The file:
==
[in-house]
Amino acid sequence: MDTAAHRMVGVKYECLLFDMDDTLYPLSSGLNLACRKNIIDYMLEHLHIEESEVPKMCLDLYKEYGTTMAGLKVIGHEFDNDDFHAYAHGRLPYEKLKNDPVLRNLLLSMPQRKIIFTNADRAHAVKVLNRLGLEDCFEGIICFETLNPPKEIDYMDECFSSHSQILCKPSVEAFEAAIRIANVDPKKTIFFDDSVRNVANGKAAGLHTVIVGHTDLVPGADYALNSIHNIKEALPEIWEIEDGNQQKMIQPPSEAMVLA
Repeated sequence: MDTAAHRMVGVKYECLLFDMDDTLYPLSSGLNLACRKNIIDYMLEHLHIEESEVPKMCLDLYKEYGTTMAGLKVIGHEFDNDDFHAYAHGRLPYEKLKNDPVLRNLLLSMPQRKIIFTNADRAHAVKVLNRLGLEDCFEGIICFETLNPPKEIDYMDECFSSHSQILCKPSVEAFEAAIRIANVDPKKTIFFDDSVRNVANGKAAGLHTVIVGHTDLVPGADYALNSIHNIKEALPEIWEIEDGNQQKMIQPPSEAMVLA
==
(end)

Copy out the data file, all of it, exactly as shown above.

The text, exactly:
[in-house]
Amino acid sequence: MDTAAHRMVGVKYECLLFDMDDTLYPLSSGLNLACRKNIIDYMLEHLHIEESEVPKMCLDLYKEYGTTMAGLKVIGHEFDNDDFHAYAHGRLPYEKLKNDPVLRNLLLSMPQRKIIFTNADRAHAVKVLNRLGLEDCFEGIICFETLNPPKEIDYMDECFSSHSQILCKPSVEAFEAAIRIANVDPKKTIFFDDSVRNVANGKAAGLHTVIVGHTDLVPGADYALNSIHNIKEALPEIWEIEDGNQQKMIQPPSEAMVLA
Repeated sequence: MDTAAHRMVGVKYECLLFDMDDTLYPLSSGLNLACRKNIIDYMLEHLHIEESEVPKMCLDLYKEYGTTMAGLKVIGHEFDNDDFHAYAHGRLPYEKLKNDPVLRNLLLSMPQRKIIFTNADRAHAVKVLNRLGLEDCFEGIICFETLNPPKEIDYMDECFSSHSQILCKPSVEAFEAAIRIANVDPKKTIFFDDSVRNVANGKAAGLHTVIVGHTDLVPGADYALNSIHNIKEALPEIWEIEDGNQQKMIQPPSEAMVLA